China is vowing to counter a decision by the United States to lift self-imposed restrictions on contacts between U.S. diplomatic officials and their Taiwanese counterparts, while maintaining the unofficial relationship between the two democracies.
U.S. Secretary of State Mike Pompeo referred to the self-ruled island as “a vibrant democracy and reliable partner of the United States” in a statement Saturday announcing the eased restrictions.
“The United States government maintains relationships with unofficial partners around the world, and Taiwan is no exception,” Pompeo said as he declared that all previous “contact guidelines” issued by the State Department involving Taiwan to be “null and void.”
The announcement comes after the Taiwan Assurance Act, requiring the State Department to reassess such restrictions on U.S. relations with Taiwan, became law in December 2020.
Taiwan and China have been separately ruled since the 1949 end of China’s civil war, when Chaing Kai-shek’s Nationalist forces were driven off the mainland by Mao Zedong’s Communist forces and settled on the island. China still claims sovereignty over Taiwan and has not ruled out the use of force to unite the two sides.
Chinese Foreign Ministry spokesman Zhao Lijian told reporters in Beijing Monday that China will allow no interference in its reunification efforts with Taiwan, and that any actions in that direction would be met with firm countermeasures, although he did not spell out any specifics.
For years, most high-ranking U.S. military officials and senior American officials were banned from traveling to Taiwan to avoid upsetting Beijing. Top Taiwanese officials, including Taiwan’s president, vice president, and ministers of foreign affairs and of defense, have been prevented from coming to Washington.
“Decades of discrimination, removed. A huge day in our bilateral relationship. I will cherish every opportunity,” said Taiwan’s envoy to the U.S. Hsiao Bi-khim in a tweet.
The Taipei Economic and Cultural Representative Office, Taiwan’s representative office in the U.S., said in a statement that the State Department’s actions to further bilateral engagements “reflect the strength and depth of our relationship.”
“We are grateful to the State Department, as well as members of Congress from both parties for passing the Taiwan Assurance Act, which had also encouraged this review,” the office said.
Some analysts said it's the right move but question the timing.
"Taiwan is an important unofficial partner, a major economic and security partner, making robust engagement a vital U.S. national interest. Arbitrary restrictions on engagement harm U.S. interests and belittle our Taiwan friends, at no gain to either, and potential harm to both," said Drew Thompson, a former U.S. defense official and now a senior research fellow at National University of Singapore's Lee Kuan Yew School of Public Policy.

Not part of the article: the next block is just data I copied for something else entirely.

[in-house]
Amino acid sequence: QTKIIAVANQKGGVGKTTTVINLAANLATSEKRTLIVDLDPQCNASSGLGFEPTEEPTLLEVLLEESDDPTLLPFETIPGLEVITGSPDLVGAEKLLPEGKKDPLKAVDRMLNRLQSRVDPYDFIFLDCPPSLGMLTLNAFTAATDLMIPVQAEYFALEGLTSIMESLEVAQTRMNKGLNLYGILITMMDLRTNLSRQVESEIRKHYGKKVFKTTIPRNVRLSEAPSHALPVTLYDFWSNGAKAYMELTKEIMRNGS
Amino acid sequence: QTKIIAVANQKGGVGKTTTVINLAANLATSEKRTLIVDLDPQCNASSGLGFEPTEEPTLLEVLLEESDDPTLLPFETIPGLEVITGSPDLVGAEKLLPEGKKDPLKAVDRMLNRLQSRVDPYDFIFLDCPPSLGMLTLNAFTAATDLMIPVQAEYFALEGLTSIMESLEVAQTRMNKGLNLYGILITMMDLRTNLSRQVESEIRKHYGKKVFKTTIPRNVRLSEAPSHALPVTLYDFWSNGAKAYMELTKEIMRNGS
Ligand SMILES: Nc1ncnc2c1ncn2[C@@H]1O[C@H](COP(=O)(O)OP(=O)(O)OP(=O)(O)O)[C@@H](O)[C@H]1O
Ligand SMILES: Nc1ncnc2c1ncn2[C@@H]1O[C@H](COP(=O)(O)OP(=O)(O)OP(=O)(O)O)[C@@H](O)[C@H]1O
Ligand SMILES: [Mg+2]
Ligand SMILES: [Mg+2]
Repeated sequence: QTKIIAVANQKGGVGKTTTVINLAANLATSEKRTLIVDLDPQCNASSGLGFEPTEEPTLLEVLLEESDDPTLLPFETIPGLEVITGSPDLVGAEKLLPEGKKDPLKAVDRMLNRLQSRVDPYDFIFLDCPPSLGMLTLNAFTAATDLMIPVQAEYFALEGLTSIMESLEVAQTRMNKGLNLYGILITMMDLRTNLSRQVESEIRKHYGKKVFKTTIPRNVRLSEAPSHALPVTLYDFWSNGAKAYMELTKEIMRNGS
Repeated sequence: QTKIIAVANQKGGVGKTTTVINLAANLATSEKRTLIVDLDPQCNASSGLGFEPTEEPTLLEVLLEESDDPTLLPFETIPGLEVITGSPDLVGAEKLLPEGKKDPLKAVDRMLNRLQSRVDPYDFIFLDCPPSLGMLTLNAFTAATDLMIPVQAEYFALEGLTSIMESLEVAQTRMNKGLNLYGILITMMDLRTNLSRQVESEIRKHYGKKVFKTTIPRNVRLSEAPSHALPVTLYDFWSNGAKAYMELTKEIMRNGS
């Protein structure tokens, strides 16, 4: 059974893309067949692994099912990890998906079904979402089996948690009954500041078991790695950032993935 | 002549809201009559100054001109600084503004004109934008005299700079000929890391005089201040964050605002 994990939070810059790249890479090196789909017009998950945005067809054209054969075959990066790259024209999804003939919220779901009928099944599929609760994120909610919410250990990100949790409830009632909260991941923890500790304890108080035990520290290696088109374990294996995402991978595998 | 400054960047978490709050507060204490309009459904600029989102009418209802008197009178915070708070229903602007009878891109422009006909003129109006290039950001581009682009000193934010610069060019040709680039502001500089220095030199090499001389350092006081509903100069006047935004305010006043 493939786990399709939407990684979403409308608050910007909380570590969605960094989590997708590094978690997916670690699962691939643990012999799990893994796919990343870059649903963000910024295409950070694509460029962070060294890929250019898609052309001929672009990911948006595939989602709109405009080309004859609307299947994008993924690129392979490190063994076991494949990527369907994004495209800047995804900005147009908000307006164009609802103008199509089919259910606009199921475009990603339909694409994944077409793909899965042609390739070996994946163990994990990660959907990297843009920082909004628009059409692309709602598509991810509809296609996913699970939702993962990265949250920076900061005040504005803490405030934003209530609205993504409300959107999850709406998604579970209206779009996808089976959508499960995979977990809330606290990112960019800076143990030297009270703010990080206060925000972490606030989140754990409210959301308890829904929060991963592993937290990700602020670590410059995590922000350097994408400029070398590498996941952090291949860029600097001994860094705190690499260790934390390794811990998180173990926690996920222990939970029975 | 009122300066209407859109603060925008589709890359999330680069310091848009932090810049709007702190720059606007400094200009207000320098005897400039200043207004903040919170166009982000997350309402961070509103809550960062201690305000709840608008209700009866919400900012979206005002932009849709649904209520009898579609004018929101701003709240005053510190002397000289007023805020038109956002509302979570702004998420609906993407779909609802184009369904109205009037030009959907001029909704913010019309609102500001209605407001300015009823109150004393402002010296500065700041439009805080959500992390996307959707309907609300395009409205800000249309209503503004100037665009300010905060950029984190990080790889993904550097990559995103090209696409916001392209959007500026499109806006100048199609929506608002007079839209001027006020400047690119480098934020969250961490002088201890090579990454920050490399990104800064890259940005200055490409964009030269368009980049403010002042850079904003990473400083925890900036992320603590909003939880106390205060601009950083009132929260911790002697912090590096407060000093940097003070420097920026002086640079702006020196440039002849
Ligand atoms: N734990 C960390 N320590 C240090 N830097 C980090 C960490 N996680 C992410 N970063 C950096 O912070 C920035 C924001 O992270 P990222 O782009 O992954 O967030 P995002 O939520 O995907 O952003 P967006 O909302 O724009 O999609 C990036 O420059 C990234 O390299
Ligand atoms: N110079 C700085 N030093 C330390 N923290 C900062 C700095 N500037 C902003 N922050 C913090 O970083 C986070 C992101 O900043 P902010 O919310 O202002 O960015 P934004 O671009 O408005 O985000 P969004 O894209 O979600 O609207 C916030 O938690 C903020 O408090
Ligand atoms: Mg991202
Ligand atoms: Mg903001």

Thompson added, however, "a blanket statement such as this, abrogating all of the guidance in place for years, without replacing it with a new framework simply reflects the chaos we are currently seeing in Washington. It is a good thing badly done, four years too late, that can be reversed with little effort in a few weeks. "
Bonnie Glaser, director of the China Power Project at the Center for Strategic and International Studies in Washington, told VOA Saturday “if these restrictions hampered the U.S. from promoting the relationship in a way that serves U.S. national interests, the Trump administration should have done this much earlier. It is against our traditions to make policy decisions in the waning days of an administration.”
Others said the latest move will force Taiwan policy higher up on the agenda of the incoming administration of President-elect Joe Biden.
Euan Graham, a senior fellow from the International Institute for Strategic Studies, referred in a tweet to "the prim correctness around Taiwan nomenclature, all the do’s and don’ts (and they were mostly don’ts),” adding, “Always in fear of a tongue lashing from the PRC representative at Asian security conferences. I would happily bid goodbye to all that."
“These changes are long overdue, and the Trump administration ideally would have made them sooner. Beijing seeks to coerce, isolate, and eventually control Taiwan. The United States must counter these efforts by Beijing, and more robust U.S. bilateral interactions with Taiwan are an important part of that," said Bradley Bowman who is a senior director at the Foundation for Defense of Democracies.
“The incoming Biden administration should also examine self-imposed limitations related to U.S. military training and exercises with Taiwan,” Bowman said.
Pompeo’s Saturday statement follows a previous announcement that U.S. Ambassador to the United Nations Kelly Craft will visit Taiwan from January 13 to 15.
The announcement was met with strong opposition from Beijing. Hua Chunying, a Chinese foreign ministry spokesperson, accused the U.S. of violating Beijing’s one-China “principle” and warned that the U.S. will pay a "heavy price for its wrongdoings."
The U.S. says its long-held One China policy is "distinct" from Beijing’s One China principle, under which the Chinese Communist Party (CCP) asserts sovereignty over Taiwan. The U.S. has never accepted CCP’s sovereignty claim over Taiwan and has refrained from taking a position on sovereignty over Taiwan.